When you have to go, you have to go! But where to go?
When travelling on public transport, this can be a challenge for people with less mobility needing to use an accessible toilet – that’s where we come in.
The project makes data useful for people who need to find accessible toilets in different locations when they are using public transport. It is a small solution to a big problem: the call of nature cannot be ignored! So we’ve created a ‘map app’ and this is how it works:
- Our user can see all the train stations, wharfs and light rail of NSW (including interstate destinations)
- Our user can filter the results to show only stops with accessible toilets
- Our user can select location by address
- When clicking a marker on the map, the user can see more information about accessibility and facilities on that location
- Our user can filter by one or more facilities or accessibility (to be implemented)
- Our user can use current location (to be implemented)
- Markers are displayed using Google Maps API
- Location and Information about facilities and accessibility are retrieved from a NSW Government dataset
- Dataset: https://opendata.transport.nsw.gov.au/dataset/public-transport-location-facilities-and-operators - File [LocationFacilityData.csv] downloaded on 7/9/19 from Transport for NSW's Open Data Portal.
- Google Maps API
Our team, inclusivIT, is a bunch of web students past and present, their teachers and a couple of non-IT members thrown in for good measure. People of all ages and abilities – a cheerful bunch! We wanted our project to be something that would foster an inclusive community and enhance the use of public facilities for people living with a disability. Our inspiration came from one of our team members – her name is Irena and she is profoundly deaf. When we asked Irena to be part of the team, she must have been apprehensive. How to be part of a group that thrive in noise when you are locked in silence? And we were apprehensive too. We wanted her to feel welcomed but did not know quite how to engage with her in a genuine and congenial way. If it started out a bit awkward, we soon forgot about any difference. We used our mobile phones and Slack app to type messages back and forth, it was easy, we had a lot of laughs - although a person we should not name was a bit slow on the fingers’ work and chose to use the good old pen and paper to ‘talk’ to Irena. We won’t judge that person: we’re all for inclusion!
We have tried to convey the idea of inclusion to our team name and logo. Our logo depicts people of different colours forming a closed circle; this represents people of all abilities, background, age, sex, etc (you get the drift) coming together in unison. inclusivIT combines the word inclusiv (a bit of a licence on the spelling of inclusive - hope the purists will forgive us) and the word IT (pronounced as one word - it). We are after all IT passionates, (minus a few) and we have been using technology throughout this project and this short journey. inclusivIT depicts a human-centric approach to the design of solutions.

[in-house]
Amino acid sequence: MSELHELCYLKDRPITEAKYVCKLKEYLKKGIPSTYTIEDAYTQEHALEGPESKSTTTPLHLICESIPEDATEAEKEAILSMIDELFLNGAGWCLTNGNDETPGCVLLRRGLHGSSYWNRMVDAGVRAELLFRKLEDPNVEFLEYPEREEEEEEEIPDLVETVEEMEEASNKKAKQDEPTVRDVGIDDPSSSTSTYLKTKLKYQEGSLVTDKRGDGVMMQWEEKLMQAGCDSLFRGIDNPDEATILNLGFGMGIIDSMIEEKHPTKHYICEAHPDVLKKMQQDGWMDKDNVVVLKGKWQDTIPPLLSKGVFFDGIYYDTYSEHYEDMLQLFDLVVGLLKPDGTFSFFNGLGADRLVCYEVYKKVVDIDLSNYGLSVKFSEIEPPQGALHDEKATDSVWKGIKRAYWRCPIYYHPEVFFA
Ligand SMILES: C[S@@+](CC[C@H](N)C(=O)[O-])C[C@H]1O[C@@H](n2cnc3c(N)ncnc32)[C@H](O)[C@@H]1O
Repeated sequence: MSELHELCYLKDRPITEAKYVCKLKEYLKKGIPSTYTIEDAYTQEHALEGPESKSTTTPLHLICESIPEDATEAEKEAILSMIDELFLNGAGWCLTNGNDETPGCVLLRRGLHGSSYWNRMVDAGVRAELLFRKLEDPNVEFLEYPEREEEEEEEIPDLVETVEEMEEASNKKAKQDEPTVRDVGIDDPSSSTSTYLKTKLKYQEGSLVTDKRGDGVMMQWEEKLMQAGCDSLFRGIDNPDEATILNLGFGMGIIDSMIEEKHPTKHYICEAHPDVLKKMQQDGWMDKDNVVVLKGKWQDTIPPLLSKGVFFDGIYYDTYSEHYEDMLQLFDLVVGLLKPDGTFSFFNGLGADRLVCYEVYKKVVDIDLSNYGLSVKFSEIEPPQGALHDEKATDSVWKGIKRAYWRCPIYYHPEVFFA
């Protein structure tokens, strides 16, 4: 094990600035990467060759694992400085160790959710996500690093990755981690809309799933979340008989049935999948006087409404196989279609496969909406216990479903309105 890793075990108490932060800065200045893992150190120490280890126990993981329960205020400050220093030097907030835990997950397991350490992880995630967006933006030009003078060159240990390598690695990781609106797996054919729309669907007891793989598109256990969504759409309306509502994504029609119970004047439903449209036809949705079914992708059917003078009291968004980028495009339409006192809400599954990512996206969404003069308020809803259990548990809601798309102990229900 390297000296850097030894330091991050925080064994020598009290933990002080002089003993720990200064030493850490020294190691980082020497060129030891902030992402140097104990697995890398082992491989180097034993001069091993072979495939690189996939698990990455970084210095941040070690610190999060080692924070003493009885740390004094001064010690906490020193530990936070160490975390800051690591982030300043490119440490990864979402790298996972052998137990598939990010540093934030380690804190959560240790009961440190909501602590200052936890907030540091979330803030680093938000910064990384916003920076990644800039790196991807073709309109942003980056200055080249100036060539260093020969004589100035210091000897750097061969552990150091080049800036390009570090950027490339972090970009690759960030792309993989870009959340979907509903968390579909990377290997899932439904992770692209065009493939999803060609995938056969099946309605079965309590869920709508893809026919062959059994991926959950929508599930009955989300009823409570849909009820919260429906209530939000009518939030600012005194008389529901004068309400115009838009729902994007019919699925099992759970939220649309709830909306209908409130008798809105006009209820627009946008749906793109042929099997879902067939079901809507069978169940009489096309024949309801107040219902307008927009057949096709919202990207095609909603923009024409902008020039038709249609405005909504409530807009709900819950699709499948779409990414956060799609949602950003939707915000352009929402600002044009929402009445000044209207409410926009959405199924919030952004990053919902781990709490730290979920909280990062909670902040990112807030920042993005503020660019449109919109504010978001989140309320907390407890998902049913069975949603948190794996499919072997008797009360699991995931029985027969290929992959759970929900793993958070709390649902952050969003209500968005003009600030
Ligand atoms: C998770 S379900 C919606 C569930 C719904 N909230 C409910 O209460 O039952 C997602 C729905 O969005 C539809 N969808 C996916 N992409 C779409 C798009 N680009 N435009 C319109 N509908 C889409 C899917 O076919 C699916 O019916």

Accessible Toilet Finder: the name says it all and the image reinforces the message. We have kept our logo simple and unequivocal and the use of only two colours helps with clarity.
Dataset from Data.NSW provides facilities of accessible toilets at available train stations.
The Dataset, originally a csv file, was converted to JSON and integrated with Google Maps API
* Latitude and longitude columns were used to generate markers on the map
* Facilities and Accessibility columns were used to populate the markers information box
Dataset from ABS (Australian Census Longitudinal Dataset) provides a snapshot of the number of people with disabilities who were not provided assistance 2006-2011.
From a total of 14.8 millions, unpaid assistance to 12.5 million Australians with disabilities were not provided.
https://opendata.transport.nsw.gov.au/dataset/public-transport-location-facilities-and-operators - File [LocationFacilityData.csv] downloaded on 7/9/19 from Transport for NSW's Open Data Portal. This is a NSW Government dataset.
http://stat.data.abs.gov.au/# - Australian Census Longitudinal Dataset (ACLD): Unpaid assistance to a person with disability, 2006-2011.
We consider this project to be the start of a conversation. How can we enhance the quality of living in our communities for people who are less able? How can we engage with government services and businesses to promote solutions for our neighbours and friends who struggle at times to do the things that we all take for granted.
Our app is a start that can be upgraded to include real time data of staff availability on more remote train platforms as well as availability of lifts. It can include sensors along pathways and roads to guide the visually impaired, to make ordering at restaurants and fast food outlets easy, to order a taxi, to find disable access to buildings. With current technology including IoT, Big data, and a wide variety of analytics software, increasing connectivity and open data, there is a way: we now need to find the will.